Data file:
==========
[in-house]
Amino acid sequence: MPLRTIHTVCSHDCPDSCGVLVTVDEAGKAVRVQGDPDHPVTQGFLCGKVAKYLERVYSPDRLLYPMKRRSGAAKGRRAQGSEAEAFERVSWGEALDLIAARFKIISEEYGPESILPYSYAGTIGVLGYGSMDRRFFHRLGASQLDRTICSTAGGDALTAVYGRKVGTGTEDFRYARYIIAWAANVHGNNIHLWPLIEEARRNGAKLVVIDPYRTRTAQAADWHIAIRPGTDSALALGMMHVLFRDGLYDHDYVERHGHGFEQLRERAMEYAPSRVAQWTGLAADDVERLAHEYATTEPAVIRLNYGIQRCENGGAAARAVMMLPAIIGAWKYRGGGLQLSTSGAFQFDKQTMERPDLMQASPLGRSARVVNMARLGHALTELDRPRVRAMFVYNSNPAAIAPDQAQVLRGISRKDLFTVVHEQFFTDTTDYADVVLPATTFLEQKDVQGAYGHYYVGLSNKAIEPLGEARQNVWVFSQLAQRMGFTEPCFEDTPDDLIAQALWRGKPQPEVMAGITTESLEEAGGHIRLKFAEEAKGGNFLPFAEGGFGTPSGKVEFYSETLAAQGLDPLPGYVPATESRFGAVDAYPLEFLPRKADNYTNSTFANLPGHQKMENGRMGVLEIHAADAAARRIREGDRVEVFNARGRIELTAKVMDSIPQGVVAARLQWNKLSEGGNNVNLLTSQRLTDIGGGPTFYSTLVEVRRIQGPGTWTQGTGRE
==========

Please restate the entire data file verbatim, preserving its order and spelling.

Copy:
[in-house]
Amino acid sequence: MPLRTIHTVCSHDCPDSCGVLVTVDEAGKAVRVQGDPDHPVTQGFLCGKVAKYLERVYSPDRLLYPMKRRSGAAKGRRAQGSEAEAFERVSWGEALDLIAARFKIISEEYGPESILPYSYAGTIGVLGYGSMDRRFFHRLGASQLDRTICSTAGGDALTAVYGRKVGTGTEDFRYARYIIAWAANVHGNNIHLWPLIEEARRNGAKLVVIDPYRTRTAQAADWHIAIRPGTDSALALGMMHVLFRDGLYDHDYVERHGHGFEQLRERAMEYAPSRVAQWTGLAADDVERLAHEYATTEPAVIRLNYGIQRCENGGAAARAVMMLPAIIGAWKYRGGGLQLSTSGAFQFDKQTMERPDLMQASPLGRSARVVNMARLGHALTELDRPRVRAMFVYNSNPAAIAPDQAQVLRGISRKDLFTVVHEQFFTDTTDYADVVLPATTFLEQKDVQGAYGHYYVGLSNKAIEPLGEARQNVWVFSQLAQRMGFTEPCFEDTPDDLIAQALWRGKPQPEVMAGITTESLEEAGGHIRLKFAEEAKGGNFLPFAEGGFGTPSGKVEFYSETLAAQGLDPLPGYVPATESRFGAVDAYPLEFLPRKADNYTNSTFANLPGHQKMENGRMGVLEIHAADAAARRIREGDRVEVFNARGRIELTAKVMDSIPQGVVAARLQWNKLSEGGNNVNLLTSQRLTDIGGGPTFYSTLVEVRRIQGPGTWTQGTGRE